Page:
Kashmir is by far the most disputed territory in the world. India and Pakistan have arrived at agreements many times over but there has been no concrete solutions to quell these disputes once and for all. The political agendas on both the sides of the territory has kept this piece of land in utter chaos. Forgotten Kashmir by Dinkar P. Srivastava is my latest read on Kashmir narrative.
The other books based on Kashmir that I have read in the past are –
Even before you delve deeper into this book, the author pens, “Much has been written about Jammu and Kashmir (J&K). However, very little is known about the other side of the Line of Control (LoC). The purpose of writing this book is to look at Pakistan-occupied Kashmir (PoK) in terms of aspirations of its people and the policies of Pakistan.” What follows is a thorough analysis of Pakistan’s commitments towards the people of PoK, it’s international commitments, the wishes of the citizens, understanding the so-called “azadi” or freedom, fallacies it has committed over the years, it’s stifled relationship with India, strategic relationship with China, and a look at these issues in the contemporary context.
The book begins with the ascension of Kashmir to India and the wars that led to unendless chaos. To understand these policies and fallacies, the author divides the book into 7 parts. Year by year and through a thorough research the author shows us how Pakistan has failed the citizens of PoK and the diplomacies it has employed throughout these years.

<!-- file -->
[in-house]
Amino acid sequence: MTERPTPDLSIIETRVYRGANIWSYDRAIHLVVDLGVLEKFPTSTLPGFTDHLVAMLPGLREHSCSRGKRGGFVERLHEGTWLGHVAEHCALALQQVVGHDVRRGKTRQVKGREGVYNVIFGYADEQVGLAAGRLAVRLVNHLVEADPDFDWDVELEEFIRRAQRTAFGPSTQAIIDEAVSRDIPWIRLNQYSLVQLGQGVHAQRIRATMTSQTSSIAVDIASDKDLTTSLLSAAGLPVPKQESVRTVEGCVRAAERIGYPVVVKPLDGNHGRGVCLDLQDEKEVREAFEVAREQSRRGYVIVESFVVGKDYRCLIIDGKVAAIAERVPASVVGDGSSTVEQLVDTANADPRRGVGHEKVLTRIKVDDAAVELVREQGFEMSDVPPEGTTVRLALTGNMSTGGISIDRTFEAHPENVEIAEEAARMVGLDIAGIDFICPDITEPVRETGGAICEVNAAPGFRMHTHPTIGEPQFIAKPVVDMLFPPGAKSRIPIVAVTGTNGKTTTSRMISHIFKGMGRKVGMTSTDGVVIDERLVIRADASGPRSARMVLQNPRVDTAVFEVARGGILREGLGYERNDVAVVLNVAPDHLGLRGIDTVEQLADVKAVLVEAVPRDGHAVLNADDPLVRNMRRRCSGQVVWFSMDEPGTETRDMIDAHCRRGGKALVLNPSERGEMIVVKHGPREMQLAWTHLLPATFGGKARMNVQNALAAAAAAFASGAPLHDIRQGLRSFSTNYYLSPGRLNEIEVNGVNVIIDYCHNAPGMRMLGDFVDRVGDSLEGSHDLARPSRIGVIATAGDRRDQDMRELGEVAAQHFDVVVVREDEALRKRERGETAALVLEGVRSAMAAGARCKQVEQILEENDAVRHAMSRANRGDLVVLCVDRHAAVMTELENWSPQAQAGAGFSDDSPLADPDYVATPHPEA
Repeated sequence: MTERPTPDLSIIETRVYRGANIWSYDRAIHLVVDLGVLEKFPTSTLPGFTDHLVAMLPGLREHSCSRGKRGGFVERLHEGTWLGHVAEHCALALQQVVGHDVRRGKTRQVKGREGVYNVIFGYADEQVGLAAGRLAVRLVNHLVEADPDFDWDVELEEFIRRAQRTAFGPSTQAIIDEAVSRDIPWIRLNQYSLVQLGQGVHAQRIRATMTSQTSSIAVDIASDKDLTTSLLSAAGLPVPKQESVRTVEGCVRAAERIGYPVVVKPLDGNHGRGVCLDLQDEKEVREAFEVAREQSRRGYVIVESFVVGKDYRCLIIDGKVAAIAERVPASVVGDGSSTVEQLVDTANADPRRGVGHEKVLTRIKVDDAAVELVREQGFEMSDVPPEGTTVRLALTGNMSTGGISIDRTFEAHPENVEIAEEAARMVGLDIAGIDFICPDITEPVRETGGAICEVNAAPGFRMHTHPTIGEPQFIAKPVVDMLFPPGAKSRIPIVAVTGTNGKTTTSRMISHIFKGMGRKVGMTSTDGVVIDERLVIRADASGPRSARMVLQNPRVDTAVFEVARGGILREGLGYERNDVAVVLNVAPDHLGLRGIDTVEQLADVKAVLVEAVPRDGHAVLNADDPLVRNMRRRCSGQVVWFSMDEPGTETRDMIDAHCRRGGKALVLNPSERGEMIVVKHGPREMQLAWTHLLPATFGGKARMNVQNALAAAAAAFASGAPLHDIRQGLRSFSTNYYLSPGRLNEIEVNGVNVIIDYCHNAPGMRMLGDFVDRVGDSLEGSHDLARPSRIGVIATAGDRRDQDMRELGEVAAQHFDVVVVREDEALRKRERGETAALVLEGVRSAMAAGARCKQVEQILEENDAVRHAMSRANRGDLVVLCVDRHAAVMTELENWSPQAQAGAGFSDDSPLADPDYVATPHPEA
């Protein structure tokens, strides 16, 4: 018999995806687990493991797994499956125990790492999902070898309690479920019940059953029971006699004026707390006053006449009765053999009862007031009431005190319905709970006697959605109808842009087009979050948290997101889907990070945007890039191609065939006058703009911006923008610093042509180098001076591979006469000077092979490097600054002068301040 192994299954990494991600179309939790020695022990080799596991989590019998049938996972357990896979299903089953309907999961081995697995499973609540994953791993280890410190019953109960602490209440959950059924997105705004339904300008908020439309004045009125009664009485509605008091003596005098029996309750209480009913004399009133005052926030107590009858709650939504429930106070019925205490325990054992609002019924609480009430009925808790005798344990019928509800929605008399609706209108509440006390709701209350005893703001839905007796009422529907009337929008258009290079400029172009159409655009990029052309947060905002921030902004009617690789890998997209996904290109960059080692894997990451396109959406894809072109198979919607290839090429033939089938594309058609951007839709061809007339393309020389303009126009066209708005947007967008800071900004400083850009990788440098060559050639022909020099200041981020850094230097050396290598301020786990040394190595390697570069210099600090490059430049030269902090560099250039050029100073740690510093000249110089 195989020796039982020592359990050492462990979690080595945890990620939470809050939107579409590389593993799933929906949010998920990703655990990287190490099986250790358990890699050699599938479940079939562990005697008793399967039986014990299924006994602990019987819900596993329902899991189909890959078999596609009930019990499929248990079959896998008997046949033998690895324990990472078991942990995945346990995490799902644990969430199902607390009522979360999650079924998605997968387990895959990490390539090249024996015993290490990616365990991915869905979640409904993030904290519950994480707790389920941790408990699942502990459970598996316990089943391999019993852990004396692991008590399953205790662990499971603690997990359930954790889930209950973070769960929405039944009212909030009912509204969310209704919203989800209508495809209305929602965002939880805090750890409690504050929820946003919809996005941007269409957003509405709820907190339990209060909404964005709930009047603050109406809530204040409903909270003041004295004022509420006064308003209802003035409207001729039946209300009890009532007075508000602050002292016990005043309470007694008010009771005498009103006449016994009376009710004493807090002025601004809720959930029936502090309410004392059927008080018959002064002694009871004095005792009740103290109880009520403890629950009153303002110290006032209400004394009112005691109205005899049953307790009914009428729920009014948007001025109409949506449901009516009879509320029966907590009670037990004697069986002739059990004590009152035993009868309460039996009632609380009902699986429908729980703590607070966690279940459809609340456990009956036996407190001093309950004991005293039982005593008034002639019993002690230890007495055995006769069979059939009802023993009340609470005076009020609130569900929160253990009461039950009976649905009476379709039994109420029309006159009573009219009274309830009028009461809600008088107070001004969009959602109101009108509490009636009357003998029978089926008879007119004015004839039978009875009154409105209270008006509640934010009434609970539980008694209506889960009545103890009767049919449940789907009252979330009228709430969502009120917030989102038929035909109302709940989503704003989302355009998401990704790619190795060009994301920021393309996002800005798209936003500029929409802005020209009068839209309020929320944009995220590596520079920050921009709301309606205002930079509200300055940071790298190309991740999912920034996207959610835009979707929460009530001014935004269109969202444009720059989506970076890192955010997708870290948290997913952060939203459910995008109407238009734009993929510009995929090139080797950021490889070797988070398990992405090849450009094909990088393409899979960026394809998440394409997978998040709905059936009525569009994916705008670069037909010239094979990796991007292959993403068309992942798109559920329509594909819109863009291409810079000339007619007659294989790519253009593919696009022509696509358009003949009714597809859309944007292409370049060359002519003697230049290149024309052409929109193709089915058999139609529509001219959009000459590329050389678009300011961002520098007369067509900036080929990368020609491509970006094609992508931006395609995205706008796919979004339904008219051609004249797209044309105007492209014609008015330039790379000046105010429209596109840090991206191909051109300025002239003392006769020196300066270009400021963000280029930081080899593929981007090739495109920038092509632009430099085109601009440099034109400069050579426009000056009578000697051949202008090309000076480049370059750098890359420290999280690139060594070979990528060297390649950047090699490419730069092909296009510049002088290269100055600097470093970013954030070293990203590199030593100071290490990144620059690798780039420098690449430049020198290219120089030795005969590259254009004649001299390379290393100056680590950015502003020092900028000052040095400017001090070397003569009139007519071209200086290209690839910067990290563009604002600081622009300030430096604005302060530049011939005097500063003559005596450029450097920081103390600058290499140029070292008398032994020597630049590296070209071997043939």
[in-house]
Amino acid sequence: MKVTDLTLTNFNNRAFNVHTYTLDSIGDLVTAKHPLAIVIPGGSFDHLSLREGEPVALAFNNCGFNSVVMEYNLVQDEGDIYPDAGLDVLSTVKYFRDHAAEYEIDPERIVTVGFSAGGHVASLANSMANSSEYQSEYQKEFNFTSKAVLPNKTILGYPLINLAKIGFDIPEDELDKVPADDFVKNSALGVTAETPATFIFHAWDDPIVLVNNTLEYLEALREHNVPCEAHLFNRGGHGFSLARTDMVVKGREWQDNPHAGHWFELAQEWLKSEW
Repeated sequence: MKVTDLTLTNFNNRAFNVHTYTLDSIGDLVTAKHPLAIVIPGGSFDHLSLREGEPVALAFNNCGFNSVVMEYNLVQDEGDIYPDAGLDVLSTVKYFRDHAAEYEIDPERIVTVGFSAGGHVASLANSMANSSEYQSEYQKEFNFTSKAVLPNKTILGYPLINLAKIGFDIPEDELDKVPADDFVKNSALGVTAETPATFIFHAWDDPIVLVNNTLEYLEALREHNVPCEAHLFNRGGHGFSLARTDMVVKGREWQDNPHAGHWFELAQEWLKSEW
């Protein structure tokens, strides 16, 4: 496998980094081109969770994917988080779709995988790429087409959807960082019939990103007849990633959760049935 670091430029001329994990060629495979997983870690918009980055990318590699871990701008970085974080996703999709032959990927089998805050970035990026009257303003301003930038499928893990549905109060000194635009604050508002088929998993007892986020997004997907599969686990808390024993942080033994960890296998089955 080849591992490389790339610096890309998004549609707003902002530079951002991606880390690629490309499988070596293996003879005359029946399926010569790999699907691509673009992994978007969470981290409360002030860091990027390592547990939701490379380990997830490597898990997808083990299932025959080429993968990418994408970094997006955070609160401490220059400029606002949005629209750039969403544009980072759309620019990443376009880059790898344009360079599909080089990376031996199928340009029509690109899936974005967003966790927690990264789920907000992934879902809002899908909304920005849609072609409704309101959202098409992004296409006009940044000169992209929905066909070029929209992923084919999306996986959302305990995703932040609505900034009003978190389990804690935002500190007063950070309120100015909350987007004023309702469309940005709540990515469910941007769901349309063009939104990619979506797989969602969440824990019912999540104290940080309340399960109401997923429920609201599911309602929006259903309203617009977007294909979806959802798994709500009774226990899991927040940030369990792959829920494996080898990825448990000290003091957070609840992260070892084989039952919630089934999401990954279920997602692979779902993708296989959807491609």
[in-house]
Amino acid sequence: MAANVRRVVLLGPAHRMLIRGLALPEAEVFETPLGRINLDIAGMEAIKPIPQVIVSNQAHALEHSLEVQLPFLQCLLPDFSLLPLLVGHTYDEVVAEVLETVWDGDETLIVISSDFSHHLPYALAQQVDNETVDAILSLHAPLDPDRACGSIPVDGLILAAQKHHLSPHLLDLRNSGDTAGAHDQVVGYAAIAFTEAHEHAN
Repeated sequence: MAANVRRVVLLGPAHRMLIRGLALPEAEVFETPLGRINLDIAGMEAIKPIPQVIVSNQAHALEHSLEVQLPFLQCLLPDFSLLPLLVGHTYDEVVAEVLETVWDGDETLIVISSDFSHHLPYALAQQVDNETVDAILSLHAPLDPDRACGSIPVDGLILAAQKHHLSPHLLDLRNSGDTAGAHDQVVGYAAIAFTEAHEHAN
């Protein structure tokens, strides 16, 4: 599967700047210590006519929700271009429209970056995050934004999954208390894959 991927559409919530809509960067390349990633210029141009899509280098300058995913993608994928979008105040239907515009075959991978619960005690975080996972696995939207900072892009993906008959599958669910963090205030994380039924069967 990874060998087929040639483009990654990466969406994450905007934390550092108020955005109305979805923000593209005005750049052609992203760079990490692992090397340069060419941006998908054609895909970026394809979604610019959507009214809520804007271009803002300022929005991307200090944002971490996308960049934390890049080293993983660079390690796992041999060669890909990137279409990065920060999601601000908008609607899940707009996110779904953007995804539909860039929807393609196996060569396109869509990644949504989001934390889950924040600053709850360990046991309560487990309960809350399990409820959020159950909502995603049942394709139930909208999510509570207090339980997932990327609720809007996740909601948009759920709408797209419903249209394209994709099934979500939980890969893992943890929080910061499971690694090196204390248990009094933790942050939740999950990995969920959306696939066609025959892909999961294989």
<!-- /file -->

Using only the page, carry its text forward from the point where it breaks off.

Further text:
“There were no elections for the first twenty-six years, when PoK was ruled by the Ministry of Kashmir Affairs and Northern Areas. Curiously, elections in PoK usually result in the victory of the party in power in Islamabad,” observes the author.
The author has conviction in his words which makes a reader think. “The problem is not the absence of constitutional provisions, but political will on the part of Pakistan.”
The author has studied the writings, speeches, news and every available documents by or about Pakistani leaders, and about Pakistan and PoK, which makes the narrative of this book doubly strong.
“Sheikh Abdullah mentions an interesting anecdote in his book, Flames of the Chinar, ‘One of our activists, Ali Mohammad Tariq, asked Jinnah if future of Kashmir would be decided by the people of Kashmir. Pat came the reply, “Let the people go to hell.” When the people learned about this, they were quite hurt.”
The writing is understandable enough. However, if you are already adept vis-à-vis the policies pertaining to J&K you are more likely to gain an in-depth knowledge of the proclamation of Pakistan’s so-called, ‘Kashmir cause.’
The author also speaks about Pakistan sponsored terrorism in the Indian state of J&K. “While denying freedom and democracy to the people of PoK, Pakistan was keen to promote azadi in the Indian state of Jammu and Kashmir.
….Pakistan used JKLF to start a campaign of terror in J&K as the war in Afghanistan wound up. The aim was to exploit alleged irregularities in the 1987 elections in the former state. This was ironic, given that Pakistan did not hold any elections in PoK for more than a decade till 1970.”
The review of this book may go on forever as this book touches upon multiple aspects related to Kashmir, especially PoK. However, my last word for this book is – Eye-opener.
This book needs to be patiently read and comprehended.
*Note – The author, a seasoned diplomat, provides a wealth of information that comes from his stint in Karachi, involvement in the Jammu and Kashmir issue at the Ministry of External Affairs, discussions in the United Nations, and as a member of bilateral working groups to counter-terrorism with the US, EU, UK, and Canada. (Taken from the blurb)
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